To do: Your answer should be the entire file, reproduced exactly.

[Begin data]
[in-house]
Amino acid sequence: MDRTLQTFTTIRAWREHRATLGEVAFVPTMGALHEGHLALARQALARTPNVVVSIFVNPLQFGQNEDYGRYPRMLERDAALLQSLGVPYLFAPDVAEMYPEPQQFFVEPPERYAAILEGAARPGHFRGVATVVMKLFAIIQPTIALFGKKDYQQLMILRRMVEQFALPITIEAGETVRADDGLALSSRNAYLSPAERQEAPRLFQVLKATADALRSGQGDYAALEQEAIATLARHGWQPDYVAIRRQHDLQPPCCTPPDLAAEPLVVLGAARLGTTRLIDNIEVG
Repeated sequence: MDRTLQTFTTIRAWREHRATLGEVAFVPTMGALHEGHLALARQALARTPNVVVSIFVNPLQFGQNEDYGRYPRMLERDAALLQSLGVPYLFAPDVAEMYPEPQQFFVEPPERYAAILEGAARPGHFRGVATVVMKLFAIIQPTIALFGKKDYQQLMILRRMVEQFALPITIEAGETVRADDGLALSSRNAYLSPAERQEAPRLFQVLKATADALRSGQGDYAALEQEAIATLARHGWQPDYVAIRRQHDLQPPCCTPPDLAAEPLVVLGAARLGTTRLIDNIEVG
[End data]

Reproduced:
[in-house]
Amino acid sequence: MDRTLQTFTTIRAWREHRATLGEVAFVPTMGALHEGHLALARQALARTPNVVVSIFVNPLQFGQNEDYGRYPRMLERDAALLQSLGVPYLFAPDVAEMYPEPQQFFVEPPERYAAILEGAARPGHFRGVATVVMKLFAIIQPTIALFGKKDYQQLMILRRMVEQFALPITIEAGETVRADDGLALSSRNAYLSPAERQEAPRLFQVLKATADALRSGQGDYAALEQEAIATLARHGWQPDYVAIRRQHDLQPPCCTPPDLAAEPLVVLGAARLGTTRLIDNIEVG
Repeated sequence: MDRTLQTFTTIRAWREHRATLGEVAFVPTMGALHEGHLALARQALARTPNVVVSIFVNPLQFGQNEDYGRYPRMLERDAALLQSLGVPYLFAPDVAEMYPEPQQFFVEPPERYAAILEGAARPGHFRGVATVVMKLFAIIQPTIALFGKKDYQQLMILRRMVEQFALPITIEAGETVRADDGLALSSRNAYLSPAERQEAPRLFQVLKATADALRSGQGDYAALEQEAIATLARHGWQPDYVAIRRQHDLQPPCCTPPDLAAEPLVVLGAARLGTTRLIDNIEVG